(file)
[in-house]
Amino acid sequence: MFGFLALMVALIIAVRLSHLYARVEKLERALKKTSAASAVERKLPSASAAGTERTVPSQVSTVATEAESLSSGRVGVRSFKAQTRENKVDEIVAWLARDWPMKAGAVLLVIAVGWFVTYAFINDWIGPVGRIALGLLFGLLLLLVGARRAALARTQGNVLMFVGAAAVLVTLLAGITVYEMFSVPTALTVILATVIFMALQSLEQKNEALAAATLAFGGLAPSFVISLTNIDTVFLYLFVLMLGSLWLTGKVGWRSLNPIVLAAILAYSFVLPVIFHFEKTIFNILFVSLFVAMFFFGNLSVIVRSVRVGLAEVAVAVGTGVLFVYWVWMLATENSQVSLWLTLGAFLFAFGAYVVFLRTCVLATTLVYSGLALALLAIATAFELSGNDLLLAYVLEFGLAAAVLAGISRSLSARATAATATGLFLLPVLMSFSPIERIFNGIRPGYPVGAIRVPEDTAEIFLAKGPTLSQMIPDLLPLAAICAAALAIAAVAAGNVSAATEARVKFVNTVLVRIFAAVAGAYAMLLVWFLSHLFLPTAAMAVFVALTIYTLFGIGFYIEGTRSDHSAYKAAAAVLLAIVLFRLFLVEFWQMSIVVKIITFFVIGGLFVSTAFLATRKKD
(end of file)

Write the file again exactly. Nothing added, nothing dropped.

[in-house]
Amino acid sequence: MFGFLALMVALIIAVRLSHLYARVEKLERALKKTSAASAVERKLPSASAAGTERTVPSQVSTVATEAESLSSGRVGVRSFKAQTRENKVDEIVAWLARDWPMKAGAVLLVIAVGWFVTYAFINDWIGPVGRIALGLLFGLLLLLVGARRAALARTQGNVLMFVGAAAVLVTLLAGITVYEMFSVPTALTVILATVIFMALQSLEQKNEALAAATLAFGGLAPSFVISLTNIDTVFLYLFVLMLGSLWLTGKVGWRSLNPIVLAAILAYSFVLPVIFHFEKTIFNILFVSLFVAMFFFGNLSVIVRSVRVGLAEVAVAVGTGVLFVYWVWMLATENSQVSLWLTLGAFLFAFGAYVVFLRTCVLATTLVYSGLALALLAIATAFELSGNDLLLAYVLEFGLAAAVLAGISRSLSARATAATATGLFLLPVLMSFSPIERIFNGIRPGYPVGAIRVPEDTAEIFLAKGPTLSQMIPDLLPLAAICAAALAIAAVAAGNVSAATEARVKFVNTVLVRIFAAVAGAYAMLLVWFLSHLFLPTAAMAVFVALTIYTLFGIGFYIEGTRSDHSAYKAAAAVLLAIVLFRLFLVEFWQMSIVVKIITFFVIGGLFVSTAFLATRKKD